THE SOUTHERN TIP

The bottom of the South Island is home to the smallest population of Hector’s Dolphins, possibly in the low hundreds. However, fishing is a popular industry in Southern towns, and dolphins have certainly been caught in fishing nets in these areas. The Northern and Southern tips of the South Island have had some expansions to restrictions, similar to what will happen around Banks Peninsula. Further restrictions to Trawl-netting (such as smaller net openings and a slower speed) may be enforced in additional areas.

Globally, scientists are saying we need to put aside 30% of our oceans for biodiversity to remain. Only 0.4% of the ocean New Zealand control is protected, according to Livia Esterhazy (WWF NZ). Hector’s Dolphins are far more than a beautiful animal for humans to enjoy. They are an apex predator and without them, the entire ecosystem of New Zealand’s coasts would crumble. If states like California and countries like Finland can fully ban set-nets, what’s New Zealand’s excuse?

WHAT CAN YOU DO RIGHT NOW?

Did you know that there is less than a week left for public submissions to the Ministry for Primary Industries? Please click on this link, follow the instructions, and in less than 3 minutes, YOU can make a difference. If enough like-minded people email their opinions on their Threat Management Plan, (we have a template you can use) the MPI will have to listen and make positive changes.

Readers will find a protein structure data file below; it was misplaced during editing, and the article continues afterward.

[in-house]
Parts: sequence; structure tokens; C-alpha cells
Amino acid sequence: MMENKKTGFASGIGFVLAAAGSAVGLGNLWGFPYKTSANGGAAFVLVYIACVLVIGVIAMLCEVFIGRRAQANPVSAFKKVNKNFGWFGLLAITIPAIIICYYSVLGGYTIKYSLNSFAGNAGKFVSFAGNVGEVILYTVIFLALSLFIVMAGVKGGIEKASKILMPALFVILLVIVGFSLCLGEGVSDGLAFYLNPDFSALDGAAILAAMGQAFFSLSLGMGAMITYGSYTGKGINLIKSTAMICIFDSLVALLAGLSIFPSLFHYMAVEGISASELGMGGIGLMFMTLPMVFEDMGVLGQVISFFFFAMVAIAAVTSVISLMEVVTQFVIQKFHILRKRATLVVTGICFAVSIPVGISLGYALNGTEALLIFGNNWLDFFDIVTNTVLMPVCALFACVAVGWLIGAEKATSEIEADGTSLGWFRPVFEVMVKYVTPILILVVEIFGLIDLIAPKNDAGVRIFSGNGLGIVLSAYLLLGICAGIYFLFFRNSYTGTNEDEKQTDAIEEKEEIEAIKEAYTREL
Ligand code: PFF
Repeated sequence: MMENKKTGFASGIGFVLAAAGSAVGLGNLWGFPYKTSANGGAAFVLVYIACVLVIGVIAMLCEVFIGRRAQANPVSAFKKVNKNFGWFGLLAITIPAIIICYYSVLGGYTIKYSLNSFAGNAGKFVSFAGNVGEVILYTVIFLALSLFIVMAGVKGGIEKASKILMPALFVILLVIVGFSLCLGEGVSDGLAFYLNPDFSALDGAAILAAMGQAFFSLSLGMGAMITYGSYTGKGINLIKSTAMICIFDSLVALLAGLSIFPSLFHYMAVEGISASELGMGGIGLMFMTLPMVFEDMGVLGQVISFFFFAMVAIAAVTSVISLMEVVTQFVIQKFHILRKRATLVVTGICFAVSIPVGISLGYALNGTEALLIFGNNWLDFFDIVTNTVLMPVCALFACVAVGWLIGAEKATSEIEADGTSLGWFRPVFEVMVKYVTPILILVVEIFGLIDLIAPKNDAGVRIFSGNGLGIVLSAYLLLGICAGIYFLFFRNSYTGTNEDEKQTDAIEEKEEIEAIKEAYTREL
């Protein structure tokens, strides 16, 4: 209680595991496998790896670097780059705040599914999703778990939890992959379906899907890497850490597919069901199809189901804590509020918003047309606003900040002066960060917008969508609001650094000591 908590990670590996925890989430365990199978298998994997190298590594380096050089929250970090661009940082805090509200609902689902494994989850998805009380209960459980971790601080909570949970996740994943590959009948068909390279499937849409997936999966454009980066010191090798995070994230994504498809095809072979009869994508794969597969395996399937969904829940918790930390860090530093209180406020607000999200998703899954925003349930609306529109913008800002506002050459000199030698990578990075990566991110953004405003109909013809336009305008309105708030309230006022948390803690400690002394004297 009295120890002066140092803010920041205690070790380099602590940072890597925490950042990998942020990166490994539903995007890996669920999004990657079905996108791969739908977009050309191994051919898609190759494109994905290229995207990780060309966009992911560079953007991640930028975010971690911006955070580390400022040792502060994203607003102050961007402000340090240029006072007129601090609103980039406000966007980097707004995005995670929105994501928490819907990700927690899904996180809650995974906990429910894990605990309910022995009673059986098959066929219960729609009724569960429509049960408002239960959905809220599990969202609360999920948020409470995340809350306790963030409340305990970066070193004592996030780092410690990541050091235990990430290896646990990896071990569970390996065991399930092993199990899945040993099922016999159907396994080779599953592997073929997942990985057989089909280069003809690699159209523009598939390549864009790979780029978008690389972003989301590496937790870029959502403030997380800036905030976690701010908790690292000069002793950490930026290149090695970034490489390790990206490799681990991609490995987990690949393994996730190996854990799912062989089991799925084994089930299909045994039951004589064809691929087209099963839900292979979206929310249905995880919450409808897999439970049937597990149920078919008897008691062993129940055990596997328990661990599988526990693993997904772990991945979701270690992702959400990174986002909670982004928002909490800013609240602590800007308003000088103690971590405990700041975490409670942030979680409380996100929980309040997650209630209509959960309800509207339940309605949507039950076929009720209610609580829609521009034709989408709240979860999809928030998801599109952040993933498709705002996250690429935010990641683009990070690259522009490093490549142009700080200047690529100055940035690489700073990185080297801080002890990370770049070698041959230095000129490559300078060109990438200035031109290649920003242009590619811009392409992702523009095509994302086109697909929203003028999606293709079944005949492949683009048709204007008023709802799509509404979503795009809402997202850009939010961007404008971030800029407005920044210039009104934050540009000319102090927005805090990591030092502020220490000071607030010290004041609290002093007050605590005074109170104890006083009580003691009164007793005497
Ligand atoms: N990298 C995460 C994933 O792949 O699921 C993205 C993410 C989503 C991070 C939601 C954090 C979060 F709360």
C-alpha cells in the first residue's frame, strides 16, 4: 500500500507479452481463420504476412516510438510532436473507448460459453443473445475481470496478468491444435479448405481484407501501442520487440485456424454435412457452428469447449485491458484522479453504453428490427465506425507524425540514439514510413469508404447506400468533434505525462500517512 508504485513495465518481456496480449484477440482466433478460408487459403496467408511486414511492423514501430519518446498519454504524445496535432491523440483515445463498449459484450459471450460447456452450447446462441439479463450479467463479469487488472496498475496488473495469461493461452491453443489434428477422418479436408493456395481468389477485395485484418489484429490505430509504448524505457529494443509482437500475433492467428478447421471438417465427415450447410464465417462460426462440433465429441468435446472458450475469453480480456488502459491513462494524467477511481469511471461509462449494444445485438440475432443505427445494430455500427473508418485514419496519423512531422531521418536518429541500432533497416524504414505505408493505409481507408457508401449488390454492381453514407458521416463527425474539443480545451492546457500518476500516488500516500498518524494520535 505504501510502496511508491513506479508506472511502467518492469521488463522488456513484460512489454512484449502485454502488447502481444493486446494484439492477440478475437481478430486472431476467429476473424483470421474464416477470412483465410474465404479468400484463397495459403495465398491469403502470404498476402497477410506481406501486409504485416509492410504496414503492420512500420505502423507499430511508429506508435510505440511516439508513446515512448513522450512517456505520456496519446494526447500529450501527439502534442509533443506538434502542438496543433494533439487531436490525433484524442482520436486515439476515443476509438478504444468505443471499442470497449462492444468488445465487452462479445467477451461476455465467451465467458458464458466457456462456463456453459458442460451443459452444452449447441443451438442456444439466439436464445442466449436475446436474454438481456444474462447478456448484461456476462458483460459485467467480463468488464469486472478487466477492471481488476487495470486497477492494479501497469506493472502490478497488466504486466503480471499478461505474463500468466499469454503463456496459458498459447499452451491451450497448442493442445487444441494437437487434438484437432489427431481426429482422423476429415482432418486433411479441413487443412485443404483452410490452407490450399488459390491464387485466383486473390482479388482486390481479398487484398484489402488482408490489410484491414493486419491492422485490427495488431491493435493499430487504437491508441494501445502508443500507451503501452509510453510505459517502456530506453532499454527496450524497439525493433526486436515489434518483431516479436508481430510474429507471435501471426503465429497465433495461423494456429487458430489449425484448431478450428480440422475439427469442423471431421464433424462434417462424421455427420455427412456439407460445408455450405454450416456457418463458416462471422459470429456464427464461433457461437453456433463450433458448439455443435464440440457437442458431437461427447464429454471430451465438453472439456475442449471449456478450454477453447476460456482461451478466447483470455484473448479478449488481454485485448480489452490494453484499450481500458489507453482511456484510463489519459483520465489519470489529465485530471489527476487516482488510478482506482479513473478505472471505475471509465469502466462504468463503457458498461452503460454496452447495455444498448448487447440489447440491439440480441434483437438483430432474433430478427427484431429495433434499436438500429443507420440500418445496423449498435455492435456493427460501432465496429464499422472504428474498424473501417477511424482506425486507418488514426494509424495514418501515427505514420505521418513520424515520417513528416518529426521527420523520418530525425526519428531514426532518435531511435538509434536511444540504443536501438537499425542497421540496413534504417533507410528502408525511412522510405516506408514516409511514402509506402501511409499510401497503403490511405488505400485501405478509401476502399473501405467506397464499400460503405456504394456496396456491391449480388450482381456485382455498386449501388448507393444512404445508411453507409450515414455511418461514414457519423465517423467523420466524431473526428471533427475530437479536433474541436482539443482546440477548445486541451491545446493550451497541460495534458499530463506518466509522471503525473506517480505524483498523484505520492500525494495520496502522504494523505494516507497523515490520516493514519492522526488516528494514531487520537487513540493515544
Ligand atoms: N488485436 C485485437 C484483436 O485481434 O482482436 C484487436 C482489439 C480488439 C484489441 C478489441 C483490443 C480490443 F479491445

Click Here to Help the hector's dolphins of new zealand

Help stop the world’s rarest dolphins from dying in fishing nets

hectors dolphin

Hector’s Dolphins SOS….

We can never know how many of the world’s smallest and rarest dolphin’s die in fishing nets every year. Many reports are under-estimated and require self reporting by fishermen.

Even so, some organisations claim up to 150 Hector’s dolphins are killed in nets each year.

Fair to say, the Hector’s and Maui dolphins are still in need of urgent help.

The Ministry for Primary Industries has recently asked the public to help them decide how Hector’s dolphins can be further protected from fishing nets around the South Island. They’ve outlined 4 options, and in this blog we will explain why option 4 is the best for saving lives, whilst also asking for additional measures to be added. 

 

Anyone, including you, can submit which option they support and why. It is due by 6 December 2021 and can be submitted via email dolphinTMP@mpi.govt.nz or by this survey.

 

If you want more information on the four options, you can read the Ministry for Primary Industries 50 page report, or watch this video (starts at 5.15) but we’ve summarised it below.

We’ve been advocating for additional protection for the dolphins for some time. Some new fishing restrictions were brought in last year, but they were far from perfect. You can read more about our take on the 2020 protections here. 

In particular, we were very concerned that the plan opened up a ‘death zone’ off Akaroa Harbour. As of now, fishers can use nets outside of Akaroa Harbour. And is some months inside the harbour too.

 

The Options from Ministry for Primary Industries

Option 1:

Do nothing. The Ministry themselves accept this is not an option.

Option 2: